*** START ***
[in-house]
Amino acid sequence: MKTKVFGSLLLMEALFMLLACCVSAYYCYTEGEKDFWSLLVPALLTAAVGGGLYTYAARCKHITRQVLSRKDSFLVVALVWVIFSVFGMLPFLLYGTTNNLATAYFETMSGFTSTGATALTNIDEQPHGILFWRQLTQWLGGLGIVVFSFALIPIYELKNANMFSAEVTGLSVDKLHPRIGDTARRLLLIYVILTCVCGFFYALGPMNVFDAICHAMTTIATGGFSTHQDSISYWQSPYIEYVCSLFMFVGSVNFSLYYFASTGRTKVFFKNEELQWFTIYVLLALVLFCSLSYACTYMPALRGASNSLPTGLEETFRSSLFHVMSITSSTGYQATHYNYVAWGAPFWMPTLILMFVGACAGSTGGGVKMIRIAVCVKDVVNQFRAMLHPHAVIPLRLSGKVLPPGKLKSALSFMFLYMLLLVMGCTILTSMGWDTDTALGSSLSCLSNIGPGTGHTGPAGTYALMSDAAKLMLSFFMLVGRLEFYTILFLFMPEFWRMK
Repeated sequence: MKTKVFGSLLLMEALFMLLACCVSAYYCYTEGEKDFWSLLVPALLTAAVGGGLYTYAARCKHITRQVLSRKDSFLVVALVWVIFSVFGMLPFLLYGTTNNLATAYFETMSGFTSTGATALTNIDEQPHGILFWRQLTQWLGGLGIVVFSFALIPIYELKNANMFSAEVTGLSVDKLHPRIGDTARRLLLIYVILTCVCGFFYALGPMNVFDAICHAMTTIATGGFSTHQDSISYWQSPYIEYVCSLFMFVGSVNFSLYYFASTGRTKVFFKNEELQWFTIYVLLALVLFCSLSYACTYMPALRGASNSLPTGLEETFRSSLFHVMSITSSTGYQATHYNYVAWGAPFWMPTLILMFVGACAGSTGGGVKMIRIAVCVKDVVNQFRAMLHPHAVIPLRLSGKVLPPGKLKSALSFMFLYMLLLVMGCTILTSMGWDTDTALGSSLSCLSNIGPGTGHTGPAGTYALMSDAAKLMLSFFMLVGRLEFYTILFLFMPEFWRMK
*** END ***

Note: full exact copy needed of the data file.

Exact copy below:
[in-house]
Amino acid sequence: MKTKVFGSLLLMEALFMLLACCVSAYYCYTEGEKDFWSLLVPALLTAAVGGGLYTYAARCKHITRQVLSRKDSFLVVALVWVIFSVFGMLPFLLYGTTNNLATAYFETMSGFTSTGATALTNIDEQPHGILFWRQLTQWLGGLGIVVFSFALIPIYELKNANMFSAEVTGLSVDKLHPRIGDTARRLLLIYVILTCVCGFFYALGPMNVFDAICHAMTTIATGGFSTHQDSISYWQSPYIEYVCSLFMFVGSVNFSLYYFASTGRTKVFFKNEELQWFTIYVLLALVLFCSLSYACTYMPALRGASNSLPTGLEETFRSSLFHVMSITSSTGYQATHYNYVAWGAPFWMPTLILMFVGACAGSTGGGVKMIRIAVCVKDVVNQFRAMLHPHAVIPLRLSGKVLPPGKLKSALSFMFLYMLLLVMGCTILTSMGWDTDTALGSSLSCLSNIGPGTGHTGPAGTYALMSDAAKLMLSFFMLVGRLEFYTILFLFMPEFWRMK
Repeated sequence: MKTKVFGSLLLMEALFMLLACCVSAYYCYTEGEKDFWSLLVPALLTAAVGGGLYTYAARCKHITRQVLSRKDSFLVVALVWVIFSVFGMLPFLLYGTTNNLATAYFETMSGFTSTGATALTNIDEQPHGILFWRQLTQWLGGLGIVVFSFALIPIYELKNANMFSAEVTGLSVDKLHPRIGDTARRLLLIYVILTCVCGFFYALGPMNVFDAICHAMTTIATGGFSTHQDSISYWQSPYIEYVCSLFMFVGSVNFSLYYFASTGRTKVFFKNEELQWFTIYVLLALVLFCSLSYACTYMPALRGASNSLPTGLEETFRSSLFHVMSITSSTGYQATHYNYVAWGAPFWMPTLILMFVGACAGSTGGGVKMIRIAVCVKDVVNQFRAMLHPHAVIPLRLSGKVLPPGKLKSALSFMFLYMLLLVMGCTILTSMGWDTDTALGSSLSCLSNIGPGTGHTGPAGTYALMSDAAKLMLSFFMLVGRLEFYTILFLFMPEFWRMK